This title includes a number of Open Access chapters.
A common tool in both research and agriculture, genetic engineering involves the direct manipulation of genes. Today’s areas of medical research include genetic engineering to produce vaccines against disease, pharmaceutical development, and the treatment of disease. In agriculture, genetic engineering is used to modify crops and domestic animals to increase their yields, aid in production, and enhance nutritive aspects. This important book covers new research and studies in genetic engineering in the areas of medicine and agriculture.
Table of Contents
Increased Hydrogen Production by Genetic Engineering of Escherichia coli
Use of the Red-Recombineering Method for Genetic Engineering of Pantoea Ananatis
Recombination-Mediated Genetic Engineering of a Bacterial Artificial Chromosome Clone of Modified Vaccinia Virus Ankara (MVA) Conserving, Distributing and Managing Genetically Modified Mouse Lines by Sperm Cryopreservation
c-MycERTAM Transgene Silencing in a Genetically Modified Human Neural Stem Cell Line Implanted into MCAo Rodent Brain
Evaluation of the Sensitization Rates and Identification of IgE-Binding Components in Wild and Genetically Modified Potatoes in Patients with Allergic Disorders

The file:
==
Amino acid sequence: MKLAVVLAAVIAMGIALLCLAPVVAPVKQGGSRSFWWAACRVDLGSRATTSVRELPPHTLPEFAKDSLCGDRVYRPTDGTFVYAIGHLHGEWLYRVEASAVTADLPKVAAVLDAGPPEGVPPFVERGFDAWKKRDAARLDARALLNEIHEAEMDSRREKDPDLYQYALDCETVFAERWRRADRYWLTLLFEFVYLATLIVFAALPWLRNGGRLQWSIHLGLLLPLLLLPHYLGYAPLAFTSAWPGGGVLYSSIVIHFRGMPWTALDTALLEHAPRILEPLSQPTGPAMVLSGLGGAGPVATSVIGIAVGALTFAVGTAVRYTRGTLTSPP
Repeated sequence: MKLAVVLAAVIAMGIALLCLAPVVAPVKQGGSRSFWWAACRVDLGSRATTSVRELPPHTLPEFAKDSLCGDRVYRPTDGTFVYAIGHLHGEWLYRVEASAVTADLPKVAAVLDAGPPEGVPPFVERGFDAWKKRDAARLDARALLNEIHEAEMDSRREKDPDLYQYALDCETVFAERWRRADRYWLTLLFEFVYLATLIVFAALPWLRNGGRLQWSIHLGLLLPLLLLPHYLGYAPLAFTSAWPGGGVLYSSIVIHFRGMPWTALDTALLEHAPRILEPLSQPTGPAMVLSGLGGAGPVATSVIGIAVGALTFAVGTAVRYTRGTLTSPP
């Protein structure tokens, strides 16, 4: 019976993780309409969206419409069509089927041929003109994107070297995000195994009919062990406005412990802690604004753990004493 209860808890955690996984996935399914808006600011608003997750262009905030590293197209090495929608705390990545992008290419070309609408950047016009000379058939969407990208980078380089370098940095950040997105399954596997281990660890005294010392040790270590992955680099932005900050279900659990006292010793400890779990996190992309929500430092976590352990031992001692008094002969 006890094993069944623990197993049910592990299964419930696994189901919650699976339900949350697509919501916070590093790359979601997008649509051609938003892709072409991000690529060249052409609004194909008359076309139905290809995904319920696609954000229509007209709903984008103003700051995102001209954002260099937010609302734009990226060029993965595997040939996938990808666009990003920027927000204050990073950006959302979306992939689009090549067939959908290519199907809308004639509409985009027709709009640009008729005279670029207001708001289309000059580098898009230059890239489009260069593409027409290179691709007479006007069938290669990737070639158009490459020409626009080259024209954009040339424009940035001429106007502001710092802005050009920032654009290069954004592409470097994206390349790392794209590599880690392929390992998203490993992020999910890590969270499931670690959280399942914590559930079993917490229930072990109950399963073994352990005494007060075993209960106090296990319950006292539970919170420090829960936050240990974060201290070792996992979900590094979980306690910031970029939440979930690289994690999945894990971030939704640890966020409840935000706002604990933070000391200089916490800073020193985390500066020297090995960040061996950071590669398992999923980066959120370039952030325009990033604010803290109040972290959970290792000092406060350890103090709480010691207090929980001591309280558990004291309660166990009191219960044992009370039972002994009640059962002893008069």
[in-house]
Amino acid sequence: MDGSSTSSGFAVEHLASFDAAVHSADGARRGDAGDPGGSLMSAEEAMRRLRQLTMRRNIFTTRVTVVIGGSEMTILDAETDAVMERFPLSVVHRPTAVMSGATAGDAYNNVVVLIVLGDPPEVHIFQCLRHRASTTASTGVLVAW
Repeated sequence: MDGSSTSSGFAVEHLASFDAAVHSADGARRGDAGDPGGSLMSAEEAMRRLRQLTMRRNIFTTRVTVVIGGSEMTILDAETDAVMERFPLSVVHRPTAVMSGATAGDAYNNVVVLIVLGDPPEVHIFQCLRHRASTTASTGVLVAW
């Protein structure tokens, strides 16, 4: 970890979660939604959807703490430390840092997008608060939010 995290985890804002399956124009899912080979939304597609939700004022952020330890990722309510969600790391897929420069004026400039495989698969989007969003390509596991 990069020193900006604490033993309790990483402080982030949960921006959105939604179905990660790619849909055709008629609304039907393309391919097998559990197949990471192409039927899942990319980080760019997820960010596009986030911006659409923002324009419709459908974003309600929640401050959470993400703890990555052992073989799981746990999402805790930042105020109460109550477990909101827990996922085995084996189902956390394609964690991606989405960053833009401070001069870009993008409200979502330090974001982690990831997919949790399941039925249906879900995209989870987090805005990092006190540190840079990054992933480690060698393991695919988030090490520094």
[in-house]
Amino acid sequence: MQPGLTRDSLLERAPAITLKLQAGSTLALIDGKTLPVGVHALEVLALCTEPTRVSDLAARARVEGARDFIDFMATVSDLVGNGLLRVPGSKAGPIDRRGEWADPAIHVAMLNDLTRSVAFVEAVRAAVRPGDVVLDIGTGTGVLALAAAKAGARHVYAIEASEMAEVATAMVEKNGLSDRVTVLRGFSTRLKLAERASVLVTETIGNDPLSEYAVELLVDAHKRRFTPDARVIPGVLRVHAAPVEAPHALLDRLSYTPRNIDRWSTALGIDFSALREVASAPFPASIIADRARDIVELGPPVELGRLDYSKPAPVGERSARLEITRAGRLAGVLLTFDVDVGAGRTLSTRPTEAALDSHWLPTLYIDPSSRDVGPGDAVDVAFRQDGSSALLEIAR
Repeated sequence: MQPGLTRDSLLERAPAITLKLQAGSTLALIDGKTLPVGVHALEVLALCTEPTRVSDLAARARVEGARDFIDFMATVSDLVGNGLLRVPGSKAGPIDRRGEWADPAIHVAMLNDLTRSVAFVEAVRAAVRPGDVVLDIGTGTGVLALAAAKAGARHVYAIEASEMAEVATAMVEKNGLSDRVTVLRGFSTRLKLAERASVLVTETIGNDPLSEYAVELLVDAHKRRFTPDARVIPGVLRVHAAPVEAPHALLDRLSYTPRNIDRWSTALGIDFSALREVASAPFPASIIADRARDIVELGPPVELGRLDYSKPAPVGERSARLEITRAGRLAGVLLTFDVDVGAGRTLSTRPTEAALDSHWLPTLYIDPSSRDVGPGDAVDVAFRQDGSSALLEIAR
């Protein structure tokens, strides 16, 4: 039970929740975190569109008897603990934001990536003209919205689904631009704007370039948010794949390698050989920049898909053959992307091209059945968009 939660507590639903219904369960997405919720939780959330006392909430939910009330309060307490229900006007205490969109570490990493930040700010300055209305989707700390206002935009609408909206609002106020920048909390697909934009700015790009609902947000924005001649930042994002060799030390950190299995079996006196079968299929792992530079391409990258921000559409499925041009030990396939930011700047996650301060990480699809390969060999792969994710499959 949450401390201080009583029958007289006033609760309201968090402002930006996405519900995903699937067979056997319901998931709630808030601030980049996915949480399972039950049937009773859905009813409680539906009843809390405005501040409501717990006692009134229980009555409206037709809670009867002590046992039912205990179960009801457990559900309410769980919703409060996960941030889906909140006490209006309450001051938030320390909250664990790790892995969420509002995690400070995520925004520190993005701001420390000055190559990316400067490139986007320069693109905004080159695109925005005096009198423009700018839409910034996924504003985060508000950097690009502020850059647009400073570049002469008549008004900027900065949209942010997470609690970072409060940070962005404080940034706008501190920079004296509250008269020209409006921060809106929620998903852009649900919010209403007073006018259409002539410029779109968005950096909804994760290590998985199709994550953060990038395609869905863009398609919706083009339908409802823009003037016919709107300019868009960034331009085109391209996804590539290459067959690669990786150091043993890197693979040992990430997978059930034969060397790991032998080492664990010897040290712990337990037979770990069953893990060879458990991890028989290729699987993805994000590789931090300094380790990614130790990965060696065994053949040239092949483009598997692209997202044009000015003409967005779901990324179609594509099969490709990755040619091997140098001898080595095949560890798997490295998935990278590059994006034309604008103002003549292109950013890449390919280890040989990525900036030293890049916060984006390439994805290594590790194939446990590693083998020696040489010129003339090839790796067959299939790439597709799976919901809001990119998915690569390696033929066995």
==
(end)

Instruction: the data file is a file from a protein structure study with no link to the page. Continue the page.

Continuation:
Genetically Modified Parthenocarpic Eggplants:Improved Fruit Productivity Under Both Greenhouse and Open Field Cultivation
Reconstitution of the Myeloid and Lymphoid Compartments After the Transplantation of Autologous and Genetically Modified CD34+ Bone Marrow Cells, Following Gamma Irradiation in Cynomolgus Macaques
Open Field Trial of Genetically Modified Parthenocarpic Tomato:Seedlessness and Fruit Quality
Design and Construction of a Double Inversion Recombination Switch for Heritable Sequential Genetic Memory
Transplantation of Genetically Engineered Cardiac Fibroblasts Producing Recombinant Human Erythropoietin to Repair the Infarcted Myocardium
Anti-Angiogenesis Therapy Based on the Bone Marrow-Derived Stromal Cells Genetically Engineered to Express sFlt-1 in Mouse Tumor Model
A Self-Inactivating Retrovector Incorporating the IL-2 Promoter for Activation-Induced Transgene Expression in Genetically Engineered T-cells
An Inducible and Reversible Mouse Genetic Rescue System
Hormone-Induced Protection of Mammary Tumorigenesis in Genetically Engineered Mouse Models
Prof. Dana M. Santos earned an MA in biological anthropology and an MS in biomedical anthropology. Her PhD work concentrates on molecular anthropology, examining population origins and malaria selection in the Pacific. Currently at the State University of New York in Binghamton, she focuses on population and disease genetics. Her publication topics have included the malaria vector in the Pacific, Anopheles punctulatus, the malaria parasite Plasmodium falciparum, Amytrophic Lateral Sclerosis, and Parkinsonism-dementia.